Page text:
Updated: Aug 23, 2021
What is bubble tea and how has it become this famous #instaworthy drink with lots of shops and cafes offering bubble tea around the world?
Whilst we aren’t big bubble tea drinkers ourselves, we thought we would write about it for two reasons:
It’s worth clarifying what the similarities and differences are between a bubble tea and a traditional tea drinking (there are some misconceptions)
Anything that is tea related or adjacent is an interesting topic for us to talk about anyway, so we may as well :)
So let’s have a look at what bubble tea is and isn’t and what’s the history behind it.
What makes bubble tea so popular?
If you haven’t already, walk around the city in Sydney or Melbourne and try spotting a bubble tea shop / cafe. This should be a fairly easy task - if you walk on George Street alone, you will walk past at least a dozen little shops focusing solely on bubble tea. But first things first - what is bubble tea?
Bubble tea is a sweet drink served cold that can be tea based (but is not limited to) and has signature little pearl balls made of tapioca. Little tapioca balls are relatively flavourless but after being soaked in brown sugar stripes and combined with a drink they become quite sweet. And that’s what usually gets people in.
It’s worth noting that those little pearls are added predominantly for their texture, not flavour per se. They are chewy, soft and a little bit sticky at the same time. On a different note, a lot of chewy, gelatinous Asian style desserts can be made with cassava root flour. When formed into little round marble balls and cooked – they are known as 'boba pearls'. They can be made from scratch at home or bought ready (usually sold dry, and then cooked in water until soft). These iconic balls turn an act of drinking into a rather interesting experience.
Despite its name, bubble tea offered in most places has often very little in common with actual tea drinking. Firstly, it's almost always consumed cold (so closer to an iced tea, if anything). Secondly, it's definitely common not to use any tea at all in bubble tea yet still call it 'tea'. It could be made from an instant tea powder or artificial flavours. It's more about the taste rather than what it is made of. A popular recipe includes sweet milky or fruity liquid.
What’s the history of bubble tea?
This slightly mysterious drink has gained popularity in Australia in the past couple of years. Experts say it really ramped up in 2017.
It originated in Taiwan in the 80s. It all started with a little tea stand where kids used to stop by, when walking back from school home. Tea sold there was sweet, refreshing and delicious. They sellers started adding flavouring to the teas that made the liquid a little less clear and changed the texture a bit - the liquid now needed to be shaken. Even when shaken, this modification resulted in forming little bubbles in the drink, which came to be known as ‘boba’ or ‘bubble tea.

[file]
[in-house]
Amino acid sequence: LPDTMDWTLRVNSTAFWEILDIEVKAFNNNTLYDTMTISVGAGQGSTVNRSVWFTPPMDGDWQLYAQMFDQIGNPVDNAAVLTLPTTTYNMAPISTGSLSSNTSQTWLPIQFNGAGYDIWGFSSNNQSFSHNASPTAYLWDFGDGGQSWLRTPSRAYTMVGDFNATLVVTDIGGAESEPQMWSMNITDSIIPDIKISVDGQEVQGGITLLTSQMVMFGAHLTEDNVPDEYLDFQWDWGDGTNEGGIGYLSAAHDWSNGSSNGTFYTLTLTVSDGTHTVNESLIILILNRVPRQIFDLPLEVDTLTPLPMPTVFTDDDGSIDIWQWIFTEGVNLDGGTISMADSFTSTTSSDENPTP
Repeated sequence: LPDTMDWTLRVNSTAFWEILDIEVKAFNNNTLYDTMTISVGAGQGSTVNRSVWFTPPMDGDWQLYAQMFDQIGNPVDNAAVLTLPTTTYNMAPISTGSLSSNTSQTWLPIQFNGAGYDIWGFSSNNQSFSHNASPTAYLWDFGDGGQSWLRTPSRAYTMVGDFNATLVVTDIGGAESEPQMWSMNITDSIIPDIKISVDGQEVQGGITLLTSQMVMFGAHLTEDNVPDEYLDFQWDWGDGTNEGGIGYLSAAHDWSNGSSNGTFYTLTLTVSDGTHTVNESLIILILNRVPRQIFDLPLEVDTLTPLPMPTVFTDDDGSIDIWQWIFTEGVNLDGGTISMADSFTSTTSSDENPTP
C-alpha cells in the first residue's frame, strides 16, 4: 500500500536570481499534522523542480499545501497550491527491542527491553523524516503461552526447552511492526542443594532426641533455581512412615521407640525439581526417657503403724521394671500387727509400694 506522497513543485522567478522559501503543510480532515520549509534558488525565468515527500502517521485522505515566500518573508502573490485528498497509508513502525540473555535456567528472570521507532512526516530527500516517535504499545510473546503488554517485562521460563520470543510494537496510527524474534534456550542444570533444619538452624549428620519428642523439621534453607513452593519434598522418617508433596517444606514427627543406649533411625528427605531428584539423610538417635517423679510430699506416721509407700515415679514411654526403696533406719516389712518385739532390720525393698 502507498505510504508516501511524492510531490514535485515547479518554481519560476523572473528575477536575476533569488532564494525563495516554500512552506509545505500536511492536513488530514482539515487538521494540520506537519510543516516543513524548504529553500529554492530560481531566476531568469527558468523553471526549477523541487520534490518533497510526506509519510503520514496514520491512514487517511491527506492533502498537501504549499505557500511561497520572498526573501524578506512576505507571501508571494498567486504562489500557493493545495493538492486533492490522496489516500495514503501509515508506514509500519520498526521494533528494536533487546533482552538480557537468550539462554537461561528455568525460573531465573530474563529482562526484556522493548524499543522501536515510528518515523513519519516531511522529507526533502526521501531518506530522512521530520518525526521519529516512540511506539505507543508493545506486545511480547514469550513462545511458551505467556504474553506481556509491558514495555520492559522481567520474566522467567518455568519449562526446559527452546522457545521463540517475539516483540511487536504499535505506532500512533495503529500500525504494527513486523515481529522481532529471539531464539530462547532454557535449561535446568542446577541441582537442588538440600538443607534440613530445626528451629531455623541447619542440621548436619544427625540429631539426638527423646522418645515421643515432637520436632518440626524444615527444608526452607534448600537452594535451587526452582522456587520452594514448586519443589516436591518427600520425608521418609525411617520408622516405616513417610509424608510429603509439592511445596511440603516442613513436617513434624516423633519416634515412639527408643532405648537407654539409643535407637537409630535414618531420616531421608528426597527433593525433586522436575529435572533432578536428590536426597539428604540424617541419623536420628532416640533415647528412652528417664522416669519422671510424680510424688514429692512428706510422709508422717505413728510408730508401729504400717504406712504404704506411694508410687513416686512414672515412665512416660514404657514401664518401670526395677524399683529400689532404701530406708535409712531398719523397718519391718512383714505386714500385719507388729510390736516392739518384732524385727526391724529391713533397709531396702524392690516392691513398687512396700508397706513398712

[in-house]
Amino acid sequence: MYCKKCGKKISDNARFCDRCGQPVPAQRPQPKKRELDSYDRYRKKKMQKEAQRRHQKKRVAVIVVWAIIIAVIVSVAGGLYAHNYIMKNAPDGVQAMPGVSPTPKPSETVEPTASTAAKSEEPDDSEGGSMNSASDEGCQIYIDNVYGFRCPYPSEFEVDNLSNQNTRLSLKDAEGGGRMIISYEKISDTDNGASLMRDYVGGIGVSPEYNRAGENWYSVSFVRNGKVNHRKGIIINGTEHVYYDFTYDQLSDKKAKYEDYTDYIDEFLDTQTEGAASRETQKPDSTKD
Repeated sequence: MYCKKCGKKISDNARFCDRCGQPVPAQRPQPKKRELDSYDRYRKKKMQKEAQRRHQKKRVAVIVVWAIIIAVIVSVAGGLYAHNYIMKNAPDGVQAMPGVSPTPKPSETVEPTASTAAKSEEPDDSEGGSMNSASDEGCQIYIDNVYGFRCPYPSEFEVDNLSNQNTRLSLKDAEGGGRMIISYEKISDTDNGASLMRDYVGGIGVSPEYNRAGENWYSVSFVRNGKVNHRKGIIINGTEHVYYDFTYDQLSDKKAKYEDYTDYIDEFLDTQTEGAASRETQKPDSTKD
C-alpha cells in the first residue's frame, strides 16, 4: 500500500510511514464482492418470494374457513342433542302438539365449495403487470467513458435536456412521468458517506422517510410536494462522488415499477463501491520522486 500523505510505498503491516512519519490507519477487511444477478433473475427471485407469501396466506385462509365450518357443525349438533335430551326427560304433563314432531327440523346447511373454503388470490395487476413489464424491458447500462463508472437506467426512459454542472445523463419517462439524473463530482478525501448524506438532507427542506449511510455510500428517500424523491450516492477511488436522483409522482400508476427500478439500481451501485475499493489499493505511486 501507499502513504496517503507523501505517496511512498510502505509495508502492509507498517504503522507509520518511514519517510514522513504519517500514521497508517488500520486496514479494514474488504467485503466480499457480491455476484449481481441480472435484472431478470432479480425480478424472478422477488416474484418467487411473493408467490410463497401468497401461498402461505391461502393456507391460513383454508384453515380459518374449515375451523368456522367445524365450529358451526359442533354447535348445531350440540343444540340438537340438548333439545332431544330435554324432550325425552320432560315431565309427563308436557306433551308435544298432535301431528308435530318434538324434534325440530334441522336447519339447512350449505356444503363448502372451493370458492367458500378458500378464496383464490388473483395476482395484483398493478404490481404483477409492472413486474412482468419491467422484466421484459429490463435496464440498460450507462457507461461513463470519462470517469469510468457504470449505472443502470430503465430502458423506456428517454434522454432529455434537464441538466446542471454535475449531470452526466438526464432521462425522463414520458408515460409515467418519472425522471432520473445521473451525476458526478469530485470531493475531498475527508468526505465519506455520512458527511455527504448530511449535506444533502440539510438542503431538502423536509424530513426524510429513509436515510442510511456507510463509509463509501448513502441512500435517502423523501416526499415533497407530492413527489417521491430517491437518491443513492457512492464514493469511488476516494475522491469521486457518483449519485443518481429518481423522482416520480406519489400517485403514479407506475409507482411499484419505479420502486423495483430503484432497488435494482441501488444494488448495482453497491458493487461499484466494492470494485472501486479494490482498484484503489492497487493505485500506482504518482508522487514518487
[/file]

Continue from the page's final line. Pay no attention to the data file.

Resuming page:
In 1983 Liu Han-Chieh introduced Taiwan to tiny tapioca pearls. The new fad was to add tapioca pearls into a favourite drink. That’s the popular way of doing it that has become really iconic around the world. So famous that there are some interesting analyses about the cultural phenomenon of this seemingly unassuming drink.
Making your own bubble tea drink
There are plenty of ways to create your own DYI bubble tea drink at home (especially, if you are after a healthier, less sugary alternative and want to make the base from the actual tea without any artificial stuff).
You can either make the little pearls from scratch using tapioca flour, or you can buy pre-made boba balls ready to go (only need to be boiled). The drink can (but doesn’t have to be) be milky. These four simple steps roughly outline the process:
Brew your favourite tea (black tea with additional flavours will work well / chai / or simple black with milk). Let it cool down.
Add honey or sugar (if you like a little sweetness, skip if you don’t)
Boil little balls and soak in brown sugar syrup for 30 minutes. Let it cool down.
Add milk and ice to your liking and enjoy!
Full recipe with a step by step outline here.
For a non-milky, fruit based version:
Follow the same steps but replace black tea with fruit tea and skip the milk. You can even add a real piece of fruit if you fancy!
Despite its name, bubble tea is not a typical traditional tea drinking experience. It can be a fun way of getting into tea drinking with opportunities to prepare your own bubble brew at home from healthier ingredients.
Share your thoughts under this post of jump on our Oolo forum to meet other like-minded people chatting about tea.